Next we looked at buying a house. We already met with the bank last week. I found that I could have a Visa card- despite what the last two bankers said, or rather lied about. I was worked up that we would pull our money out and bank elsewhere if I couldn't have a cash card with a Visa logo so I could use it abroad and in parking ramps. I had been given very lame reasons why I was not eligible in the past- which was odd considering who easily I received a credit card from a competing bank. We met with a very nice banker who only spoke Norwegian, but she spoke so clearly that she was rather easy to understand. We will be able to borrow as much as we need- so we should be able to find something livable. We are fortunate that we have already been through the house buying process in the US, since I think it helps us structure our search. An interesting aspect about buying in Norway is that they buyer does not use an agent. Sellers agents take a much smaller commission. Of course there is a 2.5% sales tax on homes. Another oddity is that some townhouses sell with a secondary maintenance loan- so if you buy the house, you also buy the balance on the loan to fix the roof or whatever. Those townhouses tend to sell for less.
A typical 2 -3 bedroom side by side or "apartment" in the 80-100 square meter range tends to run around 1.7 to 2 million nok. We could purchase a full house way out in Klepp or Time for the same money, but then we would need to own a second car, pay for a ton of gas, and spend a lot of time in traffic. Norwegians tend to pay more for houses and spend less on extensions of the living or dining rooms- in other words, going out to eat or out for drinks or coffee is far less common. People entertain more at home. Many people have space to sit a dozen people in their dining rooms. My preference is something easily accessible with a view- even at the expense of giving up some room. This is a beautiful country- I need a view- mountains, ocean, or fjords... I am not picky. Last time we were house hunting, I dreaded it. This time I can't wait. We start tomorrow.
Wednesday, March 15, 2006
A few oddities about the trip- when I checked out, I was charged for a few "premium movies." The hotel had a ridiculous setup where if you even turned to the movie channels, you were billed for watching them. The fact that I comprehend no German did nothing to help my argument.
When I returned the rental car, I witnessed the most efficient check-in system ever. They also went over the car with a fine-toothed comb, looking for damage.
I am tired. I have to work the next few days, since our India contact is still in town, and I have many things to coordinate with him. All I want is to be home.
Tuesday, March 14, 2006
In the story a donkey, a dog, a cat and a rooster, all mistreated by their masters, leave them and meet in a desolate place. They decide to go to Bremen, known for its freedom, to live without owners.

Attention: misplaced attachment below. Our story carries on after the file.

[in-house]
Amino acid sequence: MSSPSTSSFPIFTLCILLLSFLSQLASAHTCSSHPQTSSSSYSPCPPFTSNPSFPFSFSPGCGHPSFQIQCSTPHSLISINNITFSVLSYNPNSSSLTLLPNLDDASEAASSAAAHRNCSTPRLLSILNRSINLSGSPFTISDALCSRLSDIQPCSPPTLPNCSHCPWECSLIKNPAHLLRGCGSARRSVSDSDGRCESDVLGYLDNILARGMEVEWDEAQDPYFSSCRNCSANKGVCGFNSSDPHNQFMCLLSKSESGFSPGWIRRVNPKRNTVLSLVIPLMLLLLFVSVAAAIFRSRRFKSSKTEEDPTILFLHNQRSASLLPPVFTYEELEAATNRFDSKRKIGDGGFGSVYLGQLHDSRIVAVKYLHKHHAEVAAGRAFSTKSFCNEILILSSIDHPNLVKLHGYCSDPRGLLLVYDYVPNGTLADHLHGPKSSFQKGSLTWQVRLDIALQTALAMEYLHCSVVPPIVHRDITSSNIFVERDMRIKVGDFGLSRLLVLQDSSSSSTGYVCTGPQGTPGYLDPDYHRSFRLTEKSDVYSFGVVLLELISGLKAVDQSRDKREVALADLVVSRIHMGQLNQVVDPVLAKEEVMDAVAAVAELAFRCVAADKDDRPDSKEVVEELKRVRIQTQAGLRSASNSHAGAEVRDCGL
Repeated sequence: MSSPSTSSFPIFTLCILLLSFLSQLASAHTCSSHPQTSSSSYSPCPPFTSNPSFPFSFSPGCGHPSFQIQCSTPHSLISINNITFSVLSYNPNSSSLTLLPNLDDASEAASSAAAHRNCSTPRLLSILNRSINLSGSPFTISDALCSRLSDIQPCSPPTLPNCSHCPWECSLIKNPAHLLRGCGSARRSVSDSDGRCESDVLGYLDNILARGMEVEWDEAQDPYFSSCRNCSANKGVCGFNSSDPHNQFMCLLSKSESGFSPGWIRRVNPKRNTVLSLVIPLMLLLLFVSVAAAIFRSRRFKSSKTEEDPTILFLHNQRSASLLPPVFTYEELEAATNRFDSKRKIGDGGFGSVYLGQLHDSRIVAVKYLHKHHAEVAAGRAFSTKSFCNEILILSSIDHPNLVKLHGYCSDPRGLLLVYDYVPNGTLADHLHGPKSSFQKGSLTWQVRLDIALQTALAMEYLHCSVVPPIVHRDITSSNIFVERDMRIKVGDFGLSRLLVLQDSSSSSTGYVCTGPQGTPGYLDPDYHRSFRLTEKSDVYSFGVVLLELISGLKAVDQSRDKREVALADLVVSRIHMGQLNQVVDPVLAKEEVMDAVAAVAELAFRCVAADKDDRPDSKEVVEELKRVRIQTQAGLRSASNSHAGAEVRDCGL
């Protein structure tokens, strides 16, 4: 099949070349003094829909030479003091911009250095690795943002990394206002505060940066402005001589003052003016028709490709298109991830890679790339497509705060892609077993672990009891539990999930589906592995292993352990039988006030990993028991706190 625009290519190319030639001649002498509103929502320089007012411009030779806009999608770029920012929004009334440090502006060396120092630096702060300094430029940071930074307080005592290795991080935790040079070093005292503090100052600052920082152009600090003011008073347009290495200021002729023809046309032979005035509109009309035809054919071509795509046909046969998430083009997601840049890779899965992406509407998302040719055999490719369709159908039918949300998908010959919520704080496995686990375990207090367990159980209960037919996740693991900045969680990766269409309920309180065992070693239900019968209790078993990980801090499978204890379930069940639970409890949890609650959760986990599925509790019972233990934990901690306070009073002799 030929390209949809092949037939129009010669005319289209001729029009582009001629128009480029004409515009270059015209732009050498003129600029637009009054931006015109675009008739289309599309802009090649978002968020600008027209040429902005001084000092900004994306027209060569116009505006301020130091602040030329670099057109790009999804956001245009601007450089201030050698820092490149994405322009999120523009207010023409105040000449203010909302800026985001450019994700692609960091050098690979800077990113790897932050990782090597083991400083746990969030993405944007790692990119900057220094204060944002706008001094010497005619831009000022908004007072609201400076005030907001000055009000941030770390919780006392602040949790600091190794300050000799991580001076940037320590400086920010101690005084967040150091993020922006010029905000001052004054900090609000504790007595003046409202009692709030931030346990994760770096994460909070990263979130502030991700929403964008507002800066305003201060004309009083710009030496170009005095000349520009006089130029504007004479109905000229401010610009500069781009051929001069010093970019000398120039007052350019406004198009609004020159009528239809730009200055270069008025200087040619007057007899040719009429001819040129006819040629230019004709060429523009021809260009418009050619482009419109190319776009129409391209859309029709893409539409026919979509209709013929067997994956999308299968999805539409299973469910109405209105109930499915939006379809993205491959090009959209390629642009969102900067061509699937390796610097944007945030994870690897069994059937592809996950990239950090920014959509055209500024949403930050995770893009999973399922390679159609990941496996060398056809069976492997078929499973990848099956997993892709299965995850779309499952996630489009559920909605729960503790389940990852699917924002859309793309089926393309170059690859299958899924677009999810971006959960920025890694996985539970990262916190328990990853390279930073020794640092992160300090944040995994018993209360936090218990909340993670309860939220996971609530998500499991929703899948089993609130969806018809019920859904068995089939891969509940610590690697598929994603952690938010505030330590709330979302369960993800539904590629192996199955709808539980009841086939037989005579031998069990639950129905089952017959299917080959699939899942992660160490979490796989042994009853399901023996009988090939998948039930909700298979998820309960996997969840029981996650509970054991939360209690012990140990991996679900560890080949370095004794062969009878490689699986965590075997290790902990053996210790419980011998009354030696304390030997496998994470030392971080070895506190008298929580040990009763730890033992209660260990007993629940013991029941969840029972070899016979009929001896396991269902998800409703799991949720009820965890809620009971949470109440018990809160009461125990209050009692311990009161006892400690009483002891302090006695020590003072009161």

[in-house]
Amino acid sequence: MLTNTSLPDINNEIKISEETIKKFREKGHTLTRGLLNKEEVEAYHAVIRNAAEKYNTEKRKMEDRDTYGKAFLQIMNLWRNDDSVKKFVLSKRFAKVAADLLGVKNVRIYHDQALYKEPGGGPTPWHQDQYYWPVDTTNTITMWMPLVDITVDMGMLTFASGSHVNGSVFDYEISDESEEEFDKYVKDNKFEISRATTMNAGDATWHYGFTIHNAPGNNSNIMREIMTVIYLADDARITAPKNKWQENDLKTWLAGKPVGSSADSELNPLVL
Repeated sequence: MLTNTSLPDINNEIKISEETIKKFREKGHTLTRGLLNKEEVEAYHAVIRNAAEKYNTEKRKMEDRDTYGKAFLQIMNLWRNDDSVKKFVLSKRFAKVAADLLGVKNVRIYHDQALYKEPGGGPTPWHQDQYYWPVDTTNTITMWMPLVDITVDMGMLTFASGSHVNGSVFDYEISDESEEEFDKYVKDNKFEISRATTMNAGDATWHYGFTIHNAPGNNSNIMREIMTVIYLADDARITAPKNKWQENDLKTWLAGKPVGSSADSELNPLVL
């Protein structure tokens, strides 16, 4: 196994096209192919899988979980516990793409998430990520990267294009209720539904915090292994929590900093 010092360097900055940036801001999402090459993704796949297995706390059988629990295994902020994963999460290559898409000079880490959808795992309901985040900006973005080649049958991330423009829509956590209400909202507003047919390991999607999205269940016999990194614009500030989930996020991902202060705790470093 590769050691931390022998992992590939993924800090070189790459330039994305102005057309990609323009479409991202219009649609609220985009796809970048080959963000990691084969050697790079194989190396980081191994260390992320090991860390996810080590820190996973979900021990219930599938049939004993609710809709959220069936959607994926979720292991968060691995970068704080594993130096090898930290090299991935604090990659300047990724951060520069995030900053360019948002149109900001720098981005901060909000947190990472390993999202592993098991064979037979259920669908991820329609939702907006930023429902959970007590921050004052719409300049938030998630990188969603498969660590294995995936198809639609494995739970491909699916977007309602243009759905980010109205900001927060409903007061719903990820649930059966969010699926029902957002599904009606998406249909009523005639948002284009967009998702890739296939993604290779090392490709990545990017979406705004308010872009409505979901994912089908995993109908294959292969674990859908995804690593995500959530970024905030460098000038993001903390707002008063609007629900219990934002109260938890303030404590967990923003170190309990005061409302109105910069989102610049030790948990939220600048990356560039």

On the way to
Later that night, the thieves return and send one of their number in to investigate. It is dark, and he sees the eyes of the cat shining in the darkness. He reaches over to light his candle, thinking he sees the coals of the fire. Things happen in quick succession; the cat swipes his face with her claws, the donkey kicks him, the dog bites him, and the rooster chases him out the door, screaming. He tells his companions that he was beset by monsters - a horrible witch who scratched him with her long nails (the cat), a giant who clubbed him (the donkey), and worst of all, a terrible demon who screamed in his ear. The thieves abandon the cottage to the strange creatures who have taken it, where the animals live happily for the rest of their days.
This fable has a straightforward meaning: The four animals (in pictures depicted as standing atop each other) represent the classes of the citizenry, their masters the feudal regents of the time. Bremen as a free trader's town, was their natural goal for living without masters.
Saturday, March 11, 2006
Sunday, March 05, 2006
Friday, March 03, 2006
I have never felt deja vu anywhere in
No short anecdote begins with ”when I was young,” but when I was a kid, we lived in a neighborhood with mature trees in a post-war house until I was six. It was a Mayberry neighborhood in a Mayberry small town. I remember a vaguely global awareness as I would dig holes in the front yard in an attempt to tunnel to
We moved across town to a new subdivision. We lived on the edge of town, on
I attended a private university that was founded in 1881 or something like that. It had a campus full of oak trees, and old vine covered buildings (except for the new, air-conditioned buildings of the business and law schools). I felt very at home, until I graduated- at which point I had no use for living there anymore. After school I moved to
Everything up to this point was
Living here is sometimes strange. I am sitting on the sofa we had in
Back to déjà vu - I don’t believe it means anything “real” in the sense of having any precognition or that I have experienced something before in a previous lifetime, but still, it is an oddly comforting feeling. It makes a place feel more familiar than it really is. I seriously wonder how long it will be until I experience a genuine moment here. I know this is the right place for me to be. Of course, another thing to consider is that it could easily be as foreign for me to live in Florida, or Texas, or the Southwest- perhaps more foreign? And I miss huge old trees more than anything right now. There are a few pine trees in view across the street, but none in this yard. I told Lise before we moved that I wanted a house with big old trees. This means we can probably never live on a treeless island, but I won’t rule out a summer home.
I leave for Germany Wednesday for 8 or 9 days. I don’t think I’ll be able to survive that long on a 20kg baggage weight limit. I hear that their TV is dubbed and we won’t have internet at our hotel. I am guessing that home will feel more like home than ever after this trip.
Thursday, March 02, 2006
Don't brush your teeth with caviar. Personally, I won't eat any "food" that comes in a tube.
Black Boy White Pepper. Need I say more?
Beware of horses on the bike trail. Be more aware of the manure they leave behind. This photo was taken well before the recent snow that still covers everything.